US counter-terrorism agents have tracked down dozens of potential Daesh (ISIL) recruits around the US, disrupting their terrorist plots, claims the Federal Bureau of Investigation (FBI).
Speaking to Senate Committee on Homeland Security and Governmental Affairs Thursday, FBI Director James Comey said FBI agents were working full time during the summer, trying to foil potential threats coming from Daesh proxies in the US, Reuters reported Friday.
He added that US investigators were aware of numerous US-based militant suspects who, according to him, used encrypted communications.
The security official further maintained that recruits were becoming younger, and more women under 18 were seeking to join the Takfiri group.
Comey also referred to the group’s widespread use of social media for recruitment purposes and mastery of technical skills to hide away their tracks on the Internet, giving their recruits the opportunity to safely consider their offers without fear of getting in trouble.
“When they find a live one, they will move them off Twitter, and move them to an end-to-end encrypted messaging app,” Comey noted. He said to read such encrypted message traffic, the FBI would need a court order.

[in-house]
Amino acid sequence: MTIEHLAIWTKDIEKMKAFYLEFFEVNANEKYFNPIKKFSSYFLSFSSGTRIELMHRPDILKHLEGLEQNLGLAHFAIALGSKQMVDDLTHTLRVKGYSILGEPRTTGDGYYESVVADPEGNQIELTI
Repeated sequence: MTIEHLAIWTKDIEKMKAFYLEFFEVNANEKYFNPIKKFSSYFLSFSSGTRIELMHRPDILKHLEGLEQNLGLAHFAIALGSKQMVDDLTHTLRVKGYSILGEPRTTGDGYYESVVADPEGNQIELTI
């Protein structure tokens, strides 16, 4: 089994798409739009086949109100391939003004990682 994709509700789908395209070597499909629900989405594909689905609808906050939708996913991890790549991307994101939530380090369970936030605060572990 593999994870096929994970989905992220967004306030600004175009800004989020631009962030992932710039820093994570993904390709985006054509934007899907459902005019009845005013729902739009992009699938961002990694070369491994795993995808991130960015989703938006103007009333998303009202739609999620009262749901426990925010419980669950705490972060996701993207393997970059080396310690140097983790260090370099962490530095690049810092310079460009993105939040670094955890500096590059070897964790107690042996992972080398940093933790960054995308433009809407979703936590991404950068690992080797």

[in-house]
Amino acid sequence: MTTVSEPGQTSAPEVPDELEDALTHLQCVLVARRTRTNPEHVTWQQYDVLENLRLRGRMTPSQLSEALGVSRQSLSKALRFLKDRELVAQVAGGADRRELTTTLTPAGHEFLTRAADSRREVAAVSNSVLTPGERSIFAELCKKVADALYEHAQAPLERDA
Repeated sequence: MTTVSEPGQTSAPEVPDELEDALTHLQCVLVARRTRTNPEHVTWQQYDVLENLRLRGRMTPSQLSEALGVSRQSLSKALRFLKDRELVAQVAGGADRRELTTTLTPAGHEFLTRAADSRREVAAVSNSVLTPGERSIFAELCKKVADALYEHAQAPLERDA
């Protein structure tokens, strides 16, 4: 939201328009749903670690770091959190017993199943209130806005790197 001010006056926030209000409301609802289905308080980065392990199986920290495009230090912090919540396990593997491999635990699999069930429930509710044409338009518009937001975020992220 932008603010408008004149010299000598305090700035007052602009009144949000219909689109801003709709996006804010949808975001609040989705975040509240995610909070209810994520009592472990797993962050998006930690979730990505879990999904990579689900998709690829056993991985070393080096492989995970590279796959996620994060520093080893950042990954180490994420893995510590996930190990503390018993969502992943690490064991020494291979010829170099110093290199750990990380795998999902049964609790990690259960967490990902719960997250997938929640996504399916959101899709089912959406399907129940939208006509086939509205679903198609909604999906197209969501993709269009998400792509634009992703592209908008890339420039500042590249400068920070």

‘ISIL dethrones al-Qaeda as leader of extremism’
Another speaker to the panel was Nick Rasmussen, director of the National Counter-terrorism Center, who estimated some 250 Americans had traveled to militant-controlled areas in Iraq and Syria to fight for militant groups or train them.
However, he noted that this number is dwarfed by the total of about 5,000 westerners who are believed to have joined the Takfiri groups in the last three years.
Rasmussen said that Daesh had overtaken al-Qaeda as the leader of the global violent extremist movement and enjoyed access to potential Western recruits on a large scale.
He further noted that according to US estimates, since 2012 as many as 28,000 foreigners have gone to the troubled region.
Rasmussen admitted that Washington’s security intelligence about the conflict zone in the Middle East was inadequate. He also said US and allied intelligence officials were not satisfied with their level of control over the flow of foreign extremists to the region.